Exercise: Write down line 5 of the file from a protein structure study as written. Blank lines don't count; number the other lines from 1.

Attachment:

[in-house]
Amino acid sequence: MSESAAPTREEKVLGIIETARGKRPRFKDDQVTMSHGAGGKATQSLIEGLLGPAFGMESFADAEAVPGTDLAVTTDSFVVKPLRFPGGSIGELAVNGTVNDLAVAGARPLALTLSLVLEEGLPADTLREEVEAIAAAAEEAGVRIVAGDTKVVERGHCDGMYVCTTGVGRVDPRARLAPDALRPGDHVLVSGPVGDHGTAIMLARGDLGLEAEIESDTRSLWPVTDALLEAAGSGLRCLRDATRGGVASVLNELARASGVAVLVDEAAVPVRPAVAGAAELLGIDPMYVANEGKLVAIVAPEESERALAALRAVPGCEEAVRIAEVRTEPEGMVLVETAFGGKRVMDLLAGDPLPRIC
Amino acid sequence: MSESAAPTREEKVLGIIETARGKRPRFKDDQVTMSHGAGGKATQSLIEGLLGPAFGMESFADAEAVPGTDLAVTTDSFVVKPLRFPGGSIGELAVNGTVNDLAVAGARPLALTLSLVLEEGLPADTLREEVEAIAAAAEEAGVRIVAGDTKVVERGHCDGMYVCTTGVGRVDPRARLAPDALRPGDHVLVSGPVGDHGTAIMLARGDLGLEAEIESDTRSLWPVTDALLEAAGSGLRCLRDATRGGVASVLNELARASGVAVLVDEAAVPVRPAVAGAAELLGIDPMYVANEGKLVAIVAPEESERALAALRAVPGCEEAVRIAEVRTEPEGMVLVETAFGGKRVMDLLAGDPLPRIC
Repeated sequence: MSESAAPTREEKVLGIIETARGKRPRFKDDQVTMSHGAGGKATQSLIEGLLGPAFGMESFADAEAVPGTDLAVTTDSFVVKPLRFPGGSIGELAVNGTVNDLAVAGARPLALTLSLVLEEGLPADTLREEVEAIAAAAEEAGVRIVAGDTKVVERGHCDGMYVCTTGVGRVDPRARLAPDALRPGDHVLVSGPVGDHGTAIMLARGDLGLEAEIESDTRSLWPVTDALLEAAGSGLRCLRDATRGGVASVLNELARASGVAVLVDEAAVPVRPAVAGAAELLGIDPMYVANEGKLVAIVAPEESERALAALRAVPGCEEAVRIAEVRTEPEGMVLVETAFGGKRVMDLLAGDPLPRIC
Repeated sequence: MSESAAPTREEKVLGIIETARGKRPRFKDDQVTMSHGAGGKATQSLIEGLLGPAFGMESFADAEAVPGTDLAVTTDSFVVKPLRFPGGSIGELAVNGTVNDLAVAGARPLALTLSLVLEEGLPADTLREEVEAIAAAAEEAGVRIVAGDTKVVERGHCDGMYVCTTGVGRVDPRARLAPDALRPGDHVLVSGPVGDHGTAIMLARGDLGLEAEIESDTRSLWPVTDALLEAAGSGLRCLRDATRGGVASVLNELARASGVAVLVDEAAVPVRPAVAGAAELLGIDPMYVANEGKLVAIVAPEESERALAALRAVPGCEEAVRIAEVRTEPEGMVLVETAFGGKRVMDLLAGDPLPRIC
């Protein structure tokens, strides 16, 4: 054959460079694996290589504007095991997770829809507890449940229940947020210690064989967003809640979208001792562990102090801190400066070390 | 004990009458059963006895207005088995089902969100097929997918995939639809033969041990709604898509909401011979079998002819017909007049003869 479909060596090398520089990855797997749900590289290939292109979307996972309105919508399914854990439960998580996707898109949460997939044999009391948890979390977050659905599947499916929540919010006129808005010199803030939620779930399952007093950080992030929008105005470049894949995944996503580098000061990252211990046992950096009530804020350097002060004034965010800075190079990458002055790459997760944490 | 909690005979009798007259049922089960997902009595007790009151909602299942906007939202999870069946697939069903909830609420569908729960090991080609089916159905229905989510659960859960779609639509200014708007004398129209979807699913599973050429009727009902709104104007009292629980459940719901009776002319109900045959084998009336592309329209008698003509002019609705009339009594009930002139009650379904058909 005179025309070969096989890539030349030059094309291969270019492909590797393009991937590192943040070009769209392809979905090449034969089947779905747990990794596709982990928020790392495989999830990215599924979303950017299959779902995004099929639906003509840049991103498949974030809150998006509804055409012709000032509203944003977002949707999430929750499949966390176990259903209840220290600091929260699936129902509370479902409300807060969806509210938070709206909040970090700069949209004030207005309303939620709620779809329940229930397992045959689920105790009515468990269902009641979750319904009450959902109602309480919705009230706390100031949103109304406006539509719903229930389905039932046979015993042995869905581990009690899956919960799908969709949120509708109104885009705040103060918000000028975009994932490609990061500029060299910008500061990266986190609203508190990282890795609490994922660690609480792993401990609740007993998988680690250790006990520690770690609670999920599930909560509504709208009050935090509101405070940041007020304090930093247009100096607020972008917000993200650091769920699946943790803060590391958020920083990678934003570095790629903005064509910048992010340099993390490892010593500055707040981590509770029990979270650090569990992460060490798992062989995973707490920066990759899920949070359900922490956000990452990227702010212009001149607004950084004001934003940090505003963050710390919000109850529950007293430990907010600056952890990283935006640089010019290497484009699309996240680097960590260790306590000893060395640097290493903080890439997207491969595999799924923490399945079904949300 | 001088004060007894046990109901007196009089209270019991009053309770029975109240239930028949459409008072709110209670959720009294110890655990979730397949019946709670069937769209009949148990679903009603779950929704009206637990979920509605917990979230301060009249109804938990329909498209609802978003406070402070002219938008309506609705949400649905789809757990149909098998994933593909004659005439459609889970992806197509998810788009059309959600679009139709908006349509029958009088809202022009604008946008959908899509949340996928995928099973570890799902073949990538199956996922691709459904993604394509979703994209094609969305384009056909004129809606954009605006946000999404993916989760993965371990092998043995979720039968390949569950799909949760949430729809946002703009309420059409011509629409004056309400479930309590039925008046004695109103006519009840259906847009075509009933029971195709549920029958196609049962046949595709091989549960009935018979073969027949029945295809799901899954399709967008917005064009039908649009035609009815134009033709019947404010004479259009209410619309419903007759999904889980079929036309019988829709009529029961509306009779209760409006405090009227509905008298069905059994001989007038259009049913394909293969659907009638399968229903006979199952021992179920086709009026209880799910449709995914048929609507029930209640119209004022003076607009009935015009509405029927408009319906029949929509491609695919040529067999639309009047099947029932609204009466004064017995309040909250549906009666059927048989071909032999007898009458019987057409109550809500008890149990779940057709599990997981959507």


Repeated sequence: MSESAAPTREEKVLGIIETARGKRPRFKDDQVTMSHGAGGKATQSLIEGLLGPAFGMESFADAEAVPGTDLAVTTDSFVVKPLRFPGGSIGELAVNGTVNDLAVAGARPLALTLSLVLEEGLPADTLREEVEAIAAAAEEAGVRIVAGDTKVVERGHCDGMYVCTTGVGRVDPRARLAPDALRPGDHVLVSGPVGDHGTAIMLARGDLGLEAEIESDTRSLWPVTDALLEAAGSGLRCLRDATRGGVASVLNELARASGVAVLVDEAAVPVRPAVAGAAELLGIDPMYVANEGKLVAIVAPEESERALAALRAVPGCEEAVRIAEVRTEPEGMVLVETAFGGKRVMDLLAGDPLPRIC